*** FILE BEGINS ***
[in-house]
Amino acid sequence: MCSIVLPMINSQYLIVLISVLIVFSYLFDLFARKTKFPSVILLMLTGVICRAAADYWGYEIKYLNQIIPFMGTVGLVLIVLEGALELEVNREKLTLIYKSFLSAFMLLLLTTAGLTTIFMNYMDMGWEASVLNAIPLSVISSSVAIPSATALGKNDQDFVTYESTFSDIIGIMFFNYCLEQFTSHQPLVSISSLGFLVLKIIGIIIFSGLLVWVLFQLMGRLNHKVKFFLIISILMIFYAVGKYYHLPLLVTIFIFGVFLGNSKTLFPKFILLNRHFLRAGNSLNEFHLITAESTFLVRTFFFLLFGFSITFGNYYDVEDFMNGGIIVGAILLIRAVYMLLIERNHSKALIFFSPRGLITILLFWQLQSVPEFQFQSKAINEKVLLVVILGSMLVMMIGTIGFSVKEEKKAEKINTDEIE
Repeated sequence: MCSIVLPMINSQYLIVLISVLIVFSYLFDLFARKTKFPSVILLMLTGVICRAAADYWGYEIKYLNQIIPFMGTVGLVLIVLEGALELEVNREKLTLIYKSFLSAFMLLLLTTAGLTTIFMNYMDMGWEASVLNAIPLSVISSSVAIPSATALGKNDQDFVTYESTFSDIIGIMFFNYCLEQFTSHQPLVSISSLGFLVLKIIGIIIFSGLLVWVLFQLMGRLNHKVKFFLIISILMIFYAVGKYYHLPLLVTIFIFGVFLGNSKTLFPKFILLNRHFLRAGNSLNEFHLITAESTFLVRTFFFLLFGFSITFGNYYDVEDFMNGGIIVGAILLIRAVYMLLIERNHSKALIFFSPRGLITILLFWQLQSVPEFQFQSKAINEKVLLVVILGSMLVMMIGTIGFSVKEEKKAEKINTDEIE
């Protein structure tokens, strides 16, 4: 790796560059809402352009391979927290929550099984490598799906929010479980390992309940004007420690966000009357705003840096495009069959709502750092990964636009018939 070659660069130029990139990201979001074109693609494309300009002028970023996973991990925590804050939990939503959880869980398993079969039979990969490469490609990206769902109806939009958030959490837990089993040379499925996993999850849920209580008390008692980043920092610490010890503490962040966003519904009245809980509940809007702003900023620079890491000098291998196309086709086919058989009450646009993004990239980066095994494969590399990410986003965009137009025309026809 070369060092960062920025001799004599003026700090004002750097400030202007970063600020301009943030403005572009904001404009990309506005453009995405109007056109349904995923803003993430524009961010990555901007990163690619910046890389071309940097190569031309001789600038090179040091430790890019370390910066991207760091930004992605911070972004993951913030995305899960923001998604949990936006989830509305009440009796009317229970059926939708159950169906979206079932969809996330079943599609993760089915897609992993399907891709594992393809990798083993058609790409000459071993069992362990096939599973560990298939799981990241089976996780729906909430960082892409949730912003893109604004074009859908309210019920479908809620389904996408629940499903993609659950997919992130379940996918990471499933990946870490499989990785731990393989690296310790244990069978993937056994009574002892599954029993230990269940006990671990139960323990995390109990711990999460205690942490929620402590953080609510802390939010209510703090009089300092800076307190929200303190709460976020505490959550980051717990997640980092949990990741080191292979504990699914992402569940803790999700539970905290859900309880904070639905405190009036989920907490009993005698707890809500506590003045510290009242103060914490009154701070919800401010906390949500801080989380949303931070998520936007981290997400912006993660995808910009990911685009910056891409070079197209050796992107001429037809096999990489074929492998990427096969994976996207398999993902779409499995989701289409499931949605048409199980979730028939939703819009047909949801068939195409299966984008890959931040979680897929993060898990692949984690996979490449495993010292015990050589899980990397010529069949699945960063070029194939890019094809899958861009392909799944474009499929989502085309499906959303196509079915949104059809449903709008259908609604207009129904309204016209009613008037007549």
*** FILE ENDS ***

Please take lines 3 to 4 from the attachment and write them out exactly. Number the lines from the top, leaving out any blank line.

Repeated sequence: MCSIVLPMINSQYLIVLISVLIVFSYLFDLFARKTKFPSVILLMLTGVICRAAADYWGYEIKYLNQIIPFMGTVGLVLIVLEGALELEVNREKLTLIYKSFLSAFMLLLLTTAGLTTIFMNYMDMGWEASVLNAIPLSVISSSVAIPSATALGKNDQDFVTYESTFSDIIGIMFFNYCLEQFTSHQPLVSISSLGFLVLKIIGIIIFSGLLVWVLFQLMGRLNHKVKFFLIISILMIFYAVGKYYHLPLLVTIFIFGVFLGNSKTLFPKFILLNRHFLRAGNSLNEFHLITAESTFLVRTFFFLLFGFSITFGNYYDVEDFMNGGIIVGAILLIRAVYMLLIERNHSKALIFFSPRGLITILLFWQLQSVPEFQFQSKAINEKVLLVVILGSMLVMMIGTIGFSVKEEKKAEKINTDEIE
């Protein structure tokens, strides 16, 4: 790796560059809402352009391979927290929550099984490598799906929010479980390992309940004007420690966000009357705003840096495009069959709502750092990964636009018939 070659660069130029990139990201979001074109693609494309300009002028970023996973991990925590804050939990939503959880869980398993079969039979990969490469490609990206769902109806939009958030959490837990089993040379499925996993999850849920209580008390008692980043920092610490010890503490962040966003519904009245809980509940809007702003900023620079890491000098291998196309086709086919058989009450646009993004990239980066095994494969590399990410986003965009137009025309026809 070369060092960062920025001799004599003026700090004002750097400030202007970063600020301009943030403005572009904001404009990309506005453009995405109007056109349904995923803003993430524009961010990555901007990163690619910046890389071309940097190569031309001789600038090179040091430790890019370390910066991207760091930004992605911070972004993951913030995305899960923001998604949990936006989830509305009440009796009317229970059926939708159950169906979206079932969809996330079943599609993760089915897609992993399907891709594992393809990798083993058609790409000459071993069992362990096939599973560990298939799981990241089976996780729906909430960082892409949730912003893109604004074009859908309210019920479908809620389904996408629940499903993609659950997919992130379940996918990471499933990946870490499989990785731990393989690296310790244990069978993937056994009574002892599954029993230990269940006990671990139960323990995390109990711990999460205690942490929620402590953080609510802390939010209510703090009089300092800076307190929200303190709460976020505490959550980051717990997640980092949990990741080191292979504990699914992402569940803790999700539970905290859900309880904070639905405190009036989920907490009993005698707890809500506590003045510290009242103060914490009154701070919800401010906390949500801080989380949303931070998520936007981290997400912006993660995808910009990911685009910056891409070079197209050796992107001429037809096999990489074929492998990427096969994976996207398999993902779409499995989701289409499931949605048409199980979730028939939703819009047909949801068939195409299966984008890959931040979680897929993060898990692949984690996979490449495993010292015990050589899980990397010529069949699945960063070029194939890019094809899958861009392909799944474009499929989502085309499906959303196509079915949104059809449903709008259908609604207009129904309204016209009613008037007549």